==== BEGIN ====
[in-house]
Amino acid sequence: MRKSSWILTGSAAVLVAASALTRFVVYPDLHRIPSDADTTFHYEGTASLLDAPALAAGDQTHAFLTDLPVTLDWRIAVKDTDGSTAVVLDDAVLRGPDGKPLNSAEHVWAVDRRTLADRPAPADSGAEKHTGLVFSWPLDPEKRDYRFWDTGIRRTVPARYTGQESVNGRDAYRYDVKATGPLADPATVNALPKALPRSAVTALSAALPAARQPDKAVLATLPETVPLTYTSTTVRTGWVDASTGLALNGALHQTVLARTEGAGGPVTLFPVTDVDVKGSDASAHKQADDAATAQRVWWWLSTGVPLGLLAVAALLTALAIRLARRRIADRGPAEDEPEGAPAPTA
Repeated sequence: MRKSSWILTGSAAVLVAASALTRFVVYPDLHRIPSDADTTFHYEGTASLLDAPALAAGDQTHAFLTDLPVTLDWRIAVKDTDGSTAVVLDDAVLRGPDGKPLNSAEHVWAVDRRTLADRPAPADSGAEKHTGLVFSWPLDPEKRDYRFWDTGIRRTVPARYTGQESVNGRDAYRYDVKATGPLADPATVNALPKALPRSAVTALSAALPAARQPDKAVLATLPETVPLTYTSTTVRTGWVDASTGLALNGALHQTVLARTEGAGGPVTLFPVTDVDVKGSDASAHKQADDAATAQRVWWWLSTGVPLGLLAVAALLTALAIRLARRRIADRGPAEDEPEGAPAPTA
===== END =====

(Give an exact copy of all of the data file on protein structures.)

[in-house]
Amino acid sequence: MRKSSWILTGSAAVLVAASALTRFVVYPDLHRIPSDADTTFHYEGTASLLDAPALAAGDQTHAFLTDLPVTLDWRIAVKDTDGSTAVVLDDAVLRGPDGKPLNSAEHVWAVDRRTLADRPAPADSGAEKHTGLVFSWPLDPEKRDYRFWDTGIRRTVPARYTGQESVNGRDAYRYDVKATGPLADPATVNALPKALPRSAVTALSAALPAARQPDKAVLATLPETVPLTYTSTTVRTGWVDASTGLALNGALHQTVLARTEGAGGPVTLFPVTDVDVKGSDASAHKQADDAATAQRVWWWLSTGVPLGLLAVAALLTALAIRLARRRIADRGPAEDEPEGAPAPTA
Repeated sequence: MRKSSWILTGSAAVLVAASALTRFVVYPDLHRIPSDADTTFHYEGTASLLDAPALAAGDQTHAFLTDLPVTLDWRIAVKDTDGSTAVVLDDAVLRGPDGKPLNSAEHVWAVDRRTLADRPAPADSGAEKHTGLVFSWPLDPEKRDYRFWDTGIRRTVPARYTGQESVNGRDAYRYDVKATGPLADPATVNALPKALPRSAVTALSAALPAARQPDKAVLATLPETVPLTYTSTTVRTGWVDASTGLALNGALHQTVLARTEGAGGPVTLFPVTDVDVKGSDASAHKQADDAATAQRVWWWLSTGVPLGLLAVAALLTALAIRLARRRIADRGPAEDEPEGAPAPTA